Objection 1: It would seem that all the angels are sent in ministry. For the Apostle says (Heb.1:14): |All are ministering spirits, sent to minister| [Vulg. 'Are they not all . . . ?'].
Objection 2: Further, among the orders, the highest is that of the Seraphim, as stated above (Q, A). But a Seraph was sent to purify the lips of the prophet (Is.6:6,7). Therefore much more are the inferior orders sent.
Objection 3: Further, the Divine Persons infinitely excel all the angelic orders. But the Divine Persons are sent. Therefore much more are even the highest angels sent.
Objection 4: Further, if the superior angels are not sent to the external ministries, this can only be because the superior angels execute the Divine ministries by means of the inferior angels. But as all the angels are unequal, as stated above (Q, A), each angel has an angel inferior to himself except the last one. Therefore only the last angel would be sent in ministry; which contradicts the words, |Thousands of thousands ministered to Him| (Dan.7:10).
On the contrary, Gregory says (Hom. xxxiv in Evang.), quoting the statement of Dionysius (Coel. Hier. xiii), that |the higher ranks fulfil no exterior service.|
I answer that, As appears from what has been said above (Q, A; Q, A), the order of Divine Providence has so disposed not only among the angels, but also in the whole universe, that inferior things are administered by the superior. But the Divine dispensation, however, this order is sometimes departed from as regards corporeal things, for the sake of a higher order, that is, according as it is suitable for the manifestation of grace. That the man born blind was enlightened, that Lazarus was raised from the dead, was accomplished immediately by God without the action of the heavenly bodies. Moreover both good and bad angels can work some effect in these bodies independently of the heavenly bodies, by the condensation of the clouds to rain, and by producing some such effects. Nor can anyone doubt that God can immediately reveal things to men without the help of the angels, and the superior angels without the inferior. From this standpoint some have said that according to the general law the superior angels are not sent, but only the inferior; yet that sometimes, by Divine dispensation, the superior angels also are sent.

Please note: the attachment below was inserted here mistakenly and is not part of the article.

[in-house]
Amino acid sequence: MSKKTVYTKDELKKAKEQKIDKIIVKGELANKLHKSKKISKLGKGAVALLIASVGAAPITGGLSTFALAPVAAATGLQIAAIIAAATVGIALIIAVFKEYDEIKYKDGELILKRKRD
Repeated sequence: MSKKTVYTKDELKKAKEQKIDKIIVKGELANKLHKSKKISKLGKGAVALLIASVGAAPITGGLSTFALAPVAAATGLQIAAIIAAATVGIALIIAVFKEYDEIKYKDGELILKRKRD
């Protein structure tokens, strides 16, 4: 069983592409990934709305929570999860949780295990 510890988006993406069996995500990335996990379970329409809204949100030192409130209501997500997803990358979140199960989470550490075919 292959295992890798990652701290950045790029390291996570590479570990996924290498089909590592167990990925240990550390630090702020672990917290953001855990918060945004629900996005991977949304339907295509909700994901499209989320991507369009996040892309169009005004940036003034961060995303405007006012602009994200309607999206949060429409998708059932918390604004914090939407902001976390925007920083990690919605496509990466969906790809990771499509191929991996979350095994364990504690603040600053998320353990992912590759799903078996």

It may also be said that the Apostle wishes to prove that Christ is greater than the angels who were chosen as the messengers of the law; in order that He might show the excellence of the new over the old law. Hence there is no need to apply this to any other angels besides those who were sent to give the law.
Reply to Objection 2: According to Dionysius (Coel. Hier. xiii), the angel who was sent to purify the prophet's lips was one of the inferior order; but was called a |Seraph,| that is, |kindling | in an equivocal sense, because he came to |kindle| the lips of the prophet. It may also be said that the superior angels communicate their own proper gifts whereby they are denominated, through the ministry of the inferior angels. Thus one of the Seraphim is described as purifying by fire the prophet's lips, not as if he did so immediately, but because an inferior angel did so by his power; as the Pope is said to absolve a man when he gives absolution by means of someone else.
Reply to Objection 3: The Divine Persons are not sent in ministry, but are said to be sent in an equivocal sense, as appears from what has been said (Q, A).
Reply to Objection 4: A manifold grade exists in the Divine ministries. Hence there is nothing to prevent angels though unequal from being sent immediately in ministry, in such a manner however that the superior are sent to the higher ministries, and the lower to the inferior ministries.